8. Yakovlev IA, Fossdal CG, Johnsen O, Junttila O, Skroppa T: Analysis of gene expression during bud burst initiation in Norway spruce via ESTs from subtracted cDNA libraries. Tree Genetics & Genomes. 2006, 2 (1): 39-52. 10.1007/s11295-005-0031-z.View Article
  9. Derory J, Leger P, Garcia V, Schaeffer J, Hauser MT, Salin F, Luschnig C, Plomion C, Glossl J, Kremer A: Transcriptome analysis of bud burst in sessile oak (Quercus petraea). New Phytologist. 2006, 170 (4): 723-738. 10.1111/j.1469-8137.2006.01721.x.PubMedView Article
  10. Jia Y, Anderson JV, Horvath DP, Gu YQ, Lym RG, Chao WS: Subtractive cDNA libraries identify differentially expressed genes in dormant and growing buds of leafy spurge (Euphorbia esula). Plant Molecular Biology. 2006, 61 (1-2): 329-344. 10.1007/s11103-006-0015-x.PubMedView Article
  11. Horvath DP, Anderson JV, Soto-Suarez M, Chao WS: Transcriptome analysis of leafy spurge (Euphorbia esula) crown buds during shifts in well-defined phases of dormancy. Weed Science. 2006, 54 (5): 821-827. 10.1614/WS-06-06R1.1.View Article
  12. Horvath DP, Chao WS, Suttle JC, Thimmapuram J, Anderson JV: Transcriptome analysis identifies novel responses and potential regulatory genes involved in seasonal dormancy transitions of leafy spurge (Euphorbia esula L.). BMC Genomics. 2008, 9: 17-10.1186/1471-2164-9-536.View Article
  13. Mazzitelli L, Hancock RD, Haupt S, Walker PG, Pont SDA, McNicol J, Cardle L, Morris J, Viola R, Brennan R, et al: Co-ordinated gene expression during phases of dormancy release in raspberry (Rubus idaeus L.) buds. Journal of Experimental Botany. 2007, 58 (5): 1035-1045. 10.1093/jxb/erl266.PubMedView Article
  14. Mathiason K, He D, Grimplet J, Venkateswari J, Galbraith D, Or E, Fennell A: Transcript profiling in Vitis riparia during chilling requirement fulfillment reveals coordination of gene expression patterns with optimized bud break. Functional & Integrative Genomics. 2009, 9 (1): 81-96. 10.1007/s10142-008-0090-y.View Article
  15. Bassett CL, Wisniewski ME, Artlip TS, Norelli JL, Renaut J, Farrell RE: Global analysis of genes regulated by low temperature and photoperiod in peach bark. Journal of the American Society for Horticultural Science. 2006, 131 (4): 551-563.
  16. Yamane H, Kashiwa Y, Ooka T, Tao R, Yonemori K: Suppression subtractive hybridization and differential screening reveals endodormancy-associated expression of an SVP/AGL24 -type MADS-box gene in lateral vegetative buds of japanese apricot. Journal of the American Society for Horticultural Science. 2008, 133 (5): 708-716.
  17. Howe GT, Gardner G, Hackett WP, Furnier GR: Phytochrome control of short-day-induced bud set in black cottonwood. Physiologia Plantarum. 1996, 97 (1): 95-103. 10.1111/j.1399-3054.1996.tb00484.x.View Article
  18. Böhlenius H, Huang T, Charbonnel-Campaa L, Brunner AM, Jansson S, Strauss SH, Nilsson O: CO/FT regulatory module controls timing of flowering and seasonal growth cessation in trees. Science. 2006, 312 (5776): 1040-1043. 10.1126/science.1126038.PubMedView Article
  19. Ruonala R, Rinne PLH, Baghour M, Moritz T, Tuominen H, Kangasjarvi J: Transitions in the functioning of the shoot apical meristem in birch (Betula pendula) involve ethylene. The Plant Journal. 2006, 46 (4): 628-640. 10.1111/j.1365-313X.2006.02722.x.PubMedView Article
  20. Rohde A, Prinsen E, De Rycke R, Engler G, Van Montagu M, Boerjan W: PtABI3 impinges on the growth and differentiation of embryonic leaves during bud set in poplar. Plant Cell. 2002, 14 (8): 1885-1901. 10.1105/tpc.003186.PubMedPubMed CentralView Article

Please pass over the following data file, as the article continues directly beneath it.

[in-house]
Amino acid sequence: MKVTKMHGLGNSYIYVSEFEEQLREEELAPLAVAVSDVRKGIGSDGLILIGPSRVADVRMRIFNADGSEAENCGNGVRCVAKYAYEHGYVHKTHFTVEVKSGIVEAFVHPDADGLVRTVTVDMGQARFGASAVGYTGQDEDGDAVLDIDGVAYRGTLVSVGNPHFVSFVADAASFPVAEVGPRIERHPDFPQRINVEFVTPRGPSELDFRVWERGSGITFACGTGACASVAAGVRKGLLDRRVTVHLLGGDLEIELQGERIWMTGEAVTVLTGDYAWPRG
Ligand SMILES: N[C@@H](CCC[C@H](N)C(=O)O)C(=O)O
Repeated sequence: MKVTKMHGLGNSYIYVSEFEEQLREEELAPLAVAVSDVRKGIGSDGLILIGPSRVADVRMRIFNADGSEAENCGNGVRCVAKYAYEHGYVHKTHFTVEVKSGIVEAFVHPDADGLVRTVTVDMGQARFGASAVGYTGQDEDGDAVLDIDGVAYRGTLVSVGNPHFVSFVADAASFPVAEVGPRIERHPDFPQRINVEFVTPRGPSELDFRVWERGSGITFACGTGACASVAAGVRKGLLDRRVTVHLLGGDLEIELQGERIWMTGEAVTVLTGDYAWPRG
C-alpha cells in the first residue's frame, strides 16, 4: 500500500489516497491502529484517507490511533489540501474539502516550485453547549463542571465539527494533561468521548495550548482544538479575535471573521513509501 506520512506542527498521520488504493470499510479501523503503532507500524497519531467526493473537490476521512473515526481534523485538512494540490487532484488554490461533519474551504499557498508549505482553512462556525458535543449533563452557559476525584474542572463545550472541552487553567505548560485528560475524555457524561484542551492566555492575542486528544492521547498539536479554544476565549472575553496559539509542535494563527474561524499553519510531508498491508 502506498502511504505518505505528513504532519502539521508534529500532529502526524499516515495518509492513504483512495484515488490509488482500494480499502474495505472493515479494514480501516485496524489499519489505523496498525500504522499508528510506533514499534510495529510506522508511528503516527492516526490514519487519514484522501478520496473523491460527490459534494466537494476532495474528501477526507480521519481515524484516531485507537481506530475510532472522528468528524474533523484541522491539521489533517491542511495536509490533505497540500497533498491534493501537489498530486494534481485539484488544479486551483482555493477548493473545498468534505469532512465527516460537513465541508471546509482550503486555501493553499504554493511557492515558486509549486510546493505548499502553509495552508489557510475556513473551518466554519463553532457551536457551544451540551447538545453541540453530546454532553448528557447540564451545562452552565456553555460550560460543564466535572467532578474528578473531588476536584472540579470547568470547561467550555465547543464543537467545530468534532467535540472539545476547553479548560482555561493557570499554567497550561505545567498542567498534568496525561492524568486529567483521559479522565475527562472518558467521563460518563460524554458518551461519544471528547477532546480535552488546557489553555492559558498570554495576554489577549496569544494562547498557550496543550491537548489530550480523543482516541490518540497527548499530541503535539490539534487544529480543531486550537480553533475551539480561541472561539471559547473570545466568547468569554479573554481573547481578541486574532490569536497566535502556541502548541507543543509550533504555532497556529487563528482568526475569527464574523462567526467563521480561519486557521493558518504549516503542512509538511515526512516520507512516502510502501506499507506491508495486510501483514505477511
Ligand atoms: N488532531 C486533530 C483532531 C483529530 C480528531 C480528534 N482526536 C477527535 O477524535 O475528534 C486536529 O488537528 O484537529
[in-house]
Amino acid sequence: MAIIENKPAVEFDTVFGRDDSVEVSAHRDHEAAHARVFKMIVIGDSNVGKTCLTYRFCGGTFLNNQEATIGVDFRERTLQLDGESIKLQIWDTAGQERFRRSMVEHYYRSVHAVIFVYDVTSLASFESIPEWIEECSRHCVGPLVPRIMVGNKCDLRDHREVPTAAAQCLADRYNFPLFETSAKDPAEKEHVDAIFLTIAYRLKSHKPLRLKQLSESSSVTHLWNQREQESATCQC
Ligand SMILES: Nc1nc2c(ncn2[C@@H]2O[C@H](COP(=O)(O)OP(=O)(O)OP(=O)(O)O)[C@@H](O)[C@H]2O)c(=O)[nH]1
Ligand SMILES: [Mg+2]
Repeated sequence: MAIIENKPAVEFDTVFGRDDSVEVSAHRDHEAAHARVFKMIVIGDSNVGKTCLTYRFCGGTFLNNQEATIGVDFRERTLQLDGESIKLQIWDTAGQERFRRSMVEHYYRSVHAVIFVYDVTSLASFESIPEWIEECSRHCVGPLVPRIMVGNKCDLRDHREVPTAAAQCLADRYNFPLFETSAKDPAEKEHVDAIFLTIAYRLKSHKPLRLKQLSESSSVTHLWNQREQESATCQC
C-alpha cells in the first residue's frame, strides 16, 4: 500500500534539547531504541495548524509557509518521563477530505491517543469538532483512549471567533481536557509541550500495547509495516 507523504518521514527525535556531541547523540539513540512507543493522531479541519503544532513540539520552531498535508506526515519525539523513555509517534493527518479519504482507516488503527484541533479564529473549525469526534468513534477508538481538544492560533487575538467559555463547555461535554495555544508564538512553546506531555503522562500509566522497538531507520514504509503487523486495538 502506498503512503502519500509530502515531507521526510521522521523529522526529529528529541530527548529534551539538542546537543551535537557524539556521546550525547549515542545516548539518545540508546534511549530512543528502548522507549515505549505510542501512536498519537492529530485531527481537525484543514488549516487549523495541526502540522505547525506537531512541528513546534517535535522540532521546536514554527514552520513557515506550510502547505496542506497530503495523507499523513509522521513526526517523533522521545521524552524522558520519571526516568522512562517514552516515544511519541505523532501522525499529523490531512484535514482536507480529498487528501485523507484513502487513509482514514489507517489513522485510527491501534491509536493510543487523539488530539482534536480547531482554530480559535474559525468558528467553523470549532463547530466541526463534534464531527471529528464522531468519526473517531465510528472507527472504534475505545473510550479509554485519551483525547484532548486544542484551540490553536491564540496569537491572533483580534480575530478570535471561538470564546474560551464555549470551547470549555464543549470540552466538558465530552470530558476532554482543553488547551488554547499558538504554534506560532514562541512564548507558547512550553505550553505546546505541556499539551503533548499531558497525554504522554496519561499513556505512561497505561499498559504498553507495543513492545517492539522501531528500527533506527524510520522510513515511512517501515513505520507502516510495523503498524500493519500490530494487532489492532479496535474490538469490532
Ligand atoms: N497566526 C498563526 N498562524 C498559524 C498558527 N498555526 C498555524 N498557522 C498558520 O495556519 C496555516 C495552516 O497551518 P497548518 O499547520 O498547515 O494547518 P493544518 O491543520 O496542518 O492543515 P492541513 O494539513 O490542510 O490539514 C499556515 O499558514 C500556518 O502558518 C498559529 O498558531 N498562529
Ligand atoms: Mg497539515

21. Bielenberg DG, Wang Y, Li ZG, Zhebentyayeva T, Fan SH, Reighard GL, Scorza R, Abbott AG: Sequencing and annotation of the evergrowing locus in peach [Prunus persica (L.) Batsch] reveals a cluster of six MADS-box transcription factors as candidate genes for regulation of terminal bud formation. Tree Genetics & Genomes. 2008, 4 (8): 495-507. 10.1007/s11295-007-0126-9.View Article
  22. Rodriguez J, Sherman WB, Scorza R, Wisniewski M, Okie WR: 'Evergreen' peach, its inheritance and dormant behavior. Journal of the American Society for Horticultural Science. 1994, 119 (4): 789-792.
  23. Bielenberg DG, Wang Y, Fan S, Reighard GL, Scorza R, Abbott AG: A deletion affecting several gene candidates is present in the evergrowing peach mutant. Journal of Heredity. 2004, 95 (5): 436-444. 10.1093/jhered/esh057.PubMedView Article
  24. Jiménez S, Lawton-Rauh AL, Reighard GL, Abbott AG, Bielenberg DG: Phylogenetic analysis and molecular evolution of the dormancy associated MADS-box genes from peach. BMC Plant Biology. 2009, 9 (1): 81-10.1186/1471-2229-9-81.PubMedPubMed CentralView Article
  25. Li Z, Reighard GL, Abbott AG, Bielenberg DG: Dormancy-associated MADS genes from the EVG locus of peach [Prunus persica (L.) Batsch] have distinct seasonal and photoperiodic expression patterns. Journal of Experimental Botany. 2009, 60 (12): 3521-3530. 10.1093/jxb/erp195.PubMedPubMed CentralView Article
  26. Wang Y, Georgi LL, Reighard GL, Scorza R, Abbott AG: Genetic mapping of the evergrowing gene in peach Prunus persica (L.) Batsch. Journal of Heredity. 2002, 93 (5): 352-358. 10.1093/jhered/93.5.352.PubMedView Article
  27. Meisel L, Fonseca B, Gonzalez S, Baeza-Yates R, Cambiazo V, Campos R, Gonzalez M, Orellana A, Retamales J, Silva H: A rapid and efficient method for purifying high quality total RNA from peaches (Prunus persica) for functional genomics analyses. Biological Research. 2005, 38 (1): 83-88. 10.4067/S0716-97602005000100010.PubMedView Article
  28. Ruijter JM, Ramakers C, Hoogaars WMH, Karlen Y, Bakker O, Hoff van den MJB, Moorman AFM: Amplification efficiency: linking baseline and bias in the analysis of quantitative PCR data. Nucleic Acids Research. 2009, 37 (6): e45-10.1093/nar/gkp045.PubMedPubMed CentralView Article